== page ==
Reverend retires after nearly 40 years

May 01, 2006|by ERIN CUNNINGHAM

CHEWSVILLE - The Rev. John W. Schildt has given 2,000 sermons as pastor of Bethel Church in Chewsville.

On June 11, he will address the congregation for the last time.

Schildt, 71, is retiring after 39 years with the church.

Nearly 300 people gathered Sunday evening at the church to honor Schildt's dedication and service.

"I think you can see from the turnout how much they treasure Rev. Schildt," said Beverly Miller, a 68-year member of the church and a member of Women at the Well - the group that spearheaded the event. "He's one of the most loving, caring people, and he's given so much of himself."

Bethel was only the third church Schildt served during a nearly 50-year career in the ministry, and he said he felt very at home in the church and the town.


Kelli Black of Smithsburg, children's director at the church, said Schildt baptized her and her three children and also was the pastor at her wedding.

"He's all I've ever known," she said. "To me, he is Bethel Church. It will be very different to come to Bethel Church to see someone else up there speaking at the service."

Black said Schildt will be difficult to replace. He knows every person who worships at Bethel and their families, she said.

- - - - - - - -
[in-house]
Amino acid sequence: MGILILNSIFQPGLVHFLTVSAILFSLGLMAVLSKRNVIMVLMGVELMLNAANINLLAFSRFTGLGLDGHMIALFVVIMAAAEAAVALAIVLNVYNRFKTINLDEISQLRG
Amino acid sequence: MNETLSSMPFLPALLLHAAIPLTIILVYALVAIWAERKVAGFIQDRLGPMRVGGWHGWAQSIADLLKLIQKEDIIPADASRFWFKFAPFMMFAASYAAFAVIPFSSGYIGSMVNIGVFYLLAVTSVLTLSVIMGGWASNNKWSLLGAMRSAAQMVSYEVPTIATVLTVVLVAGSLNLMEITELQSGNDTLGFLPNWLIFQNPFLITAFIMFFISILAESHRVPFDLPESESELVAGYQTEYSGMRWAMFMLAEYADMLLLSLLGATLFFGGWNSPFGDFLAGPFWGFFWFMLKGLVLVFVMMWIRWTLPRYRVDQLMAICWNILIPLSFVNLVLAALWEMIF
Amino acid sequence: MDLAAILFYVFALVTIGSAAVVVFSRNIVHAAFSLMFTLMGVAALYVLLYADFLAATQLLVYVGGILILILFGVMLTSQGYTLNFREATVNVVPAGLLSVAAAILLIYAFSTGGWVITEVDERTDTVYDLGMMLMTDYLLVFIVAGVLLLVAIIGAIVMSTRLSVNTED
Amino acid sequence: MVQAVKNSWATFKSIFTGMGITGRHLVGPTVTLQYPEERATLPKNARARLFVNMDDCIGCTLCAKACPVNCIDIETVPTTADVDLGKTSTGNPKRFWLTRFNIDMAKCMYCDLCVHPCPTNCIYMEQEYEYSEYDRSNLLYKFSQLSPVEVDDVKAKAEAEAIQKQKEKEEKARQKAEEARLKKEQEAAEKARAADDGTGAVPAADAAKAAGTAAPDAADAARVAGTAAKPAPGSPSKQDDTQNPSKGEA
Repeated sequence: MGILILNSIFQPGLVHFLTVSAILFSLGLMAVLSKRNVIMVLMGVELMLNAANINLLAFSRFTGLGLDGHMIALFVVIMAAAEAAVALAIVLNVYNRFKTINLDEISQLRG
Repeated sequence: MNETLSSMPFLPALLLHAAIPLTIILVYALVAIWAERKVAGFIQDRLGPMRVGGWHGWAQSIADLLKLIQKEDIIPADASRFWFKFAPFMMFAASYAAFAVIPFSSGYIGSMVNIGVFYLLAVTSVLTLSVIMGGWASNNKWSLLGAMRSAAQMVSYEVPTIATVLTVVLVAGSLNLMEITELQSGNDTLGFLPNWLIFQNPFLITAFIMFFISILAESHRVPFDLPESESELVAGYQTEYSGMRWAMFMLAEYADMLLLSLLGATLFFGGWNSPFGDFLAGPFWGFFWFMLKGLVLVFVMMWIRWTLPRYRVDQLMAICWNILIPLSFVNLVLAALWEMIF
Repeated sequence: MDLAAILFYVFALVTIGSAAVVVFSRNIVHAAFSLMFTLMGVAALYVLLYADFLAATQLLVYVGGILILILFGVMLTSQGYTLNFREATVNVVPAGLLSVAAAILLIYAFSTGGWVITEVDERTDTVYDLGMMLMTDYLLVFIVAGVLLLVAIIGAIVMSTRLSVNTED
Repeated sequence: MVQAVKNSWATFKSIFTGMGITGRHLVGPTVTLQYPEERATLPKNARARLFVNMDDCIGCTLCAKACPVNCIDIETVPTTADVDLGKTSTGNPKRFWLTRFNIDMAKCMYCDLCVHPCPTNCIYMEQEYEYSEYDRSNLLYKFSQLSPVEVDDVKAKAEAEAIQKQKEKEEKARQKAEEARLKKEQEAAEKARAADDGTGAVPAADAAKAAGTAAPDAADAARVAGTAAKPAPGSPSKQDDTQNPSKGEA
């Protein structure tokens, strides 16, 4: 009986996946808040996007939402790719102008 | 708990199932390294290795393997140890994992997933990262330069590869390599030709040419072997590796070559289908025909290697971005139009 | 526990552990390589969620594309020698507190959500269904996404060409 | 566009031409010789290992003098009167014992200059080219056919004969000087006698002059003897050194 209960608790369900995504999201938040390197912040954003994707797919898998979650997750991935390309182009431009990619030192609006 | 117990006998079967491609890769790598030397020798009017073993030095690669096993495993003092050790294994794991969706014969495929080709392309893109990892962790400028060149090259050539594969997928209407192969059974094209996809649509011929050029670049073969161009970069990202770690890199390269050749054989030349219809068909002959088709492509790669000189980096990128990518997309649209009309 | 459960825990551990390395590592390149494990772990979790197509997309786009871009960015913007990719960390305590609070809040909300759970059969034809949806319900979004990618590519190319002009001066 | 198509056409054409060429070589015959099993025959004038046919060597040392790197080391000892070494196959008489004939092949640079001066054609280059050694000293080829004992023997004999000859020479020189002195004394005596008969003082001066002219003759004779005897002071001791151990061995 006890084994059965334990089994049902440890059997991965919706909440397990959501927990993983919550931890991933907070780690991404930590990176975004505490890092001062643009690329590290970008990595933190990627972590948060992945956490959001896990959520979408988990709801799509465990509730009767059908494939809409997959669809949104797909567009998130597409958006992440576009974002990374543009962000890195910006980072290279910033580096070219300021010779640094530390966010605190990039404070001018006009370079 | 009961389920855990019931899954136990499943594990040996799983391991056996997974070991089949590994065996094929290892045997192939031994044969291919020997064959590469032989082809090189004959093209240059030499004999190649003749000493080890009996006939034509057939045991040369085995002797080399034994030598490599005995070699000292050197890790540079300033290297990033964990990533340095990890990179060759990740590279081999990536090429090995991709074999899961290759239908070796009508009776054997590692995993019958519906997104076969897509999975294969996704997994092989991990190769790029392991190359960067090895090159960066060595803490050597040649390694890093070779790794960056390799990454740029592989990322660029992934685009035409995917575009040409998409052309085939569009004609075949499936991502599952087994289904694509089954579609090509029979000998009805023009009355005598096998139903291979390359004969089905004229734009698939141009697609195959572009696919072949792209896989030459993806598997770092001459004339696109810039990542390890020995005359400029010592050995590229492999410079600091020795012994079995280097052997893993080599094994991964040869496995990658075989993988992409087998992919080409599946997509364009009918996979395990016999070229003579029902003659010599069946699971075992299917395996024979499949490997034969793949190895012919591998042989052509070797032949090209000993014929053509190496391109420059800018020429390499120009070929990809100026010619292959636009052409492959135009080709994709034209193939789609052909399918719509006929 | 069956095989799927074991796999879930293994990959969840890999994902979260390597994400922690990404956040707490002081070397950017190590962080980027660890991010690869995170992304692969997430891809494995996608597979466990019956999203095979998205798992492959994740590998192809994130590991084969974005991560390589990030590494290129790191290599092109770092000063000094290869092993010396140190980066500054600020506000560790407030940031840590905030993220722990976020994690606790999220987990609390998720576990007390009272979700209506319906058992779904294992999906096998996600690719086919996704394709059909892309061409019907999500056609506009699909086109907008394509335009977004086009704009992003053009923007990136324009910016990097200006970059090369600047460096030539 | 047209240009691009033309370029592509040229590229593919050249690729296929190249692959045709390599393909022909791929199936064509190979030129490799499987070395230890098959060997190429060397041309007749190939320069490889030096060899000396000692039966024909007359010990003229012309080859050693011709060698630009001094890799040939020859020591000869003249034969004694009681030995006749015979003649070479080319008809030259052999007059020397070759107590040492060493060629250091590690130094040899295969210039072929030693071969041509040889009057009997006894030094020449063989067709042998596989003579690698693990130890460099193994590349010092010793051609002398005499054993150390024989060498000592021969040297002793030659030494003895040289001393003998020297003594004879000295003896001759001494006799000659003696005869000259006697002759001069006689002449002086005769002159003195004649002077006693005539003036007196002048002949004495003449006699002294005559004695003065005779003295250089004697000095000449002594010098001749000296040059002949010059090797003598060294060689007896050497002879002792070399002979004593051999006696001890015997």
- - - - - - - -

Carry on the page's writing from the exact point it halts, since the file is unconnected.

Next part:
During the Ash Wednesday services, Schildt placed his hand on each person's head and prayed for him or her by name, Black said.

"That's so special," she said. "He just knows everyone."

Schildt said his fondest memories and favorite moments at the church will be the ones spent talking with people one-on-one.

"I guess I'm a people person," he said. "I like relating to people."

Schildt has had more than 40,000 pastoral visits in his 39 years at the church.

Phil Baker, a member of Bethel for about 50 years, said Schildt always has been supportive of the congregation and the community.

Schildt performed the marriage ceremony of Michael McAllister of Smithsburg and his wife 31 years ago. The couple's two children were baptized by Schildt.

"He's just very caring," McAllister said. "He was well-liked, and he'll be missed."

McAllister remembers shortly after Schildt came to Bethel, he joined a church softball league. Schildt played shortstop.

"He loved to play ball," he said.

On Sunday, Schildt said he was overwhelmed by the many speeches, memories and musical performances shared during the celebration.

He said he will retire to a home in Sharpsburg and plans to travel and write. He also hopes to teach history at Shepherd University in Shepherdstown, W.Va.

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